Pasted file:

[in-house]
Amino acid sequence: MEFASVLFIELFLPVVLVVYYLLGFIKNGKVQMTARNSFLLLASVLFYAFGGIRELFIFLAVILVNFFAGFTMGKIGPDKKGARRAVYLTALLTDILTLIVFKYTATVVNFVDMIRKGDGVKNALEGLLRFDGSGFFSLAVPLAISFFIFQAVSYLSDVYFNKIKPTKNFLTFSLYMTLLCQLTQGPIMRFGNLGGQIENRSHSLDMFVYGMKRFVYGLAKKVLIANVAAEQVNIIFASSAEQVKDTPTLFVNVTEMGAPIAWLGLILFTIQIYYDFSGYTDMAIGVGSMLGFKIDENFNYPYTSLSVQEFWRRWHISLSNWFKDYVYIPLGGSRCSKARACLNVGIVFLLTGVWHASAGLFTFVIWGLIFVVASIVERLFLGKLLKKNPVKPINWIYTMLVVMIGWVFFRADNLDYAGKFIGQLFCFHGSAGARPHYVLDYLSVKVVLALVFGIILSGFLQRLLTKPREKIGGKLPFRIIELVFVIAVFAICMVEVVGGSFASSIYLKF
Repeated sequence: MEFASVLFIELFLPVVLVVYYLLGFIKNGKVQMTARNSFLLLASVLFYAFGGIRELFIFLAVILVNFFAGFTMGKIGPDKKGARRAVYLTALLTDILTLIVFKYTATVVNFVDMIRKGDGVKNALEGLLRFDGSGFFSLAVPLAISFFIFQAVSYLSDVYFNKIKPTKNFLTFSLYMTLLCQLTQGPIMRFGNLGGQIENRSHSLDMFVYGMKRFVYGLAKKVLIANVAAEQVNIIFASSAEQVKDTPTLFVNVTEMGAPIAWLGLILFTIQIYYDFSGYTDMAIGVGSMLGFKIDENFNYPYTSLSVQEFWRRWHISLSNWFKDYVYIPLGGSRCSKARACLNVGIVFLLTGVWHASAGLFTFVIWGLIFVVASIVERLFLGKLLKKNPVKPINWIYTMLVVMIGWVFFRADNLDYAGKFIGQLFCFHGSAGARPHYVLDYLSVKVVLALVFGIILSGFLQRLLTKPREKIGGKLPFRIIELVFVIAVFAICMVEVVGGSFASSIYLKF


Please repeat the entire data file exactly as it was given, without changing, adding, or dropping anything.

[in-house]
Amino acid sequence: MEFASVLFIELFLPVVLVVYYLLGFIKNGKVQMTARNSFLLLASVLFYAFGGIRELFIFLAVILVNFFAGFTMGKIGPDKKGARRAVYLTALLTDILTLIVFKYTATVVNFVDMIRKGDGVKNALEGLLRFDGSGFFSLAVPLAISFFIFQAVSYLSDVYFNKIKPTKNFLTFSLYMTLLCQLTQGPIMRFGNLGGQIENRSHSLDMFVYGMKRFVYGLAKKVLIANVAAEQVNIIFASSAEQVKDTPTLFVNVTEMGAPIAWLGLILFTIQIYYDFSGYTDMAIGVGSMLGFKIDENFNYPYTSLSVQEFWRRWHISLSNWFKDYVYIPLGGSRCSKARACLNVGIVFLLTGVWHASAGLFTFVIWGLIFVVASIVERLFLGKLLKKNPVKPINWIYTMLVVMIGWVFFRADNLDYAGKFIGQLFCFHGSAGARPHYVLDYLSVKVVLALVFGIILSGFLQRLLTKPREKIGGKLPFRIIELVFVIAVFAICMVEVVGGSFASSIYLKF
Repeated sequence: MEFASVLFIELFLPVVLVVYYLLGFIKNGKVQMTARNSFLLLASVLFYAFGGIRELFIFLAVILVNFFAGFTMGKIGPDKKGARRAVYLTALLTDILTLIVFKYTATVVNFVDMIRKGDGVKNALEGLLRFDGSGFFSLAVPLAISFFIFQAVSYLSDVYFNKIKPTKNFLTFSLYMTLLCQLTQGPIMRFGNLGGQIENRSHSLDMFVYGMKRFVYGLAKKVLIANVAAEQVNIIFASSAEQVKDTPTLFVNVTEMGAPIAWLGLILFTIQIYYDFSGYTDMAIGVGSMLGFKIDENFNYPYTSLSVQEFWRRWHISLSNWFKDYVYIPLGGSRCSKARACLNVGIVFLLTGVWHASAGLFTFVIWGLIFVVASIVERLFLGKLLKKNPVKPINWIYTMLVVMIGWVFFRADNLDYAGKFIGQLFCFHGSAGARPHYVLDYLSVKVVLALVFGIILSGFLQRLLTKPREKIGGKLPFRIIELVFVIAVFAICMVEVVGGSFASSIYLKF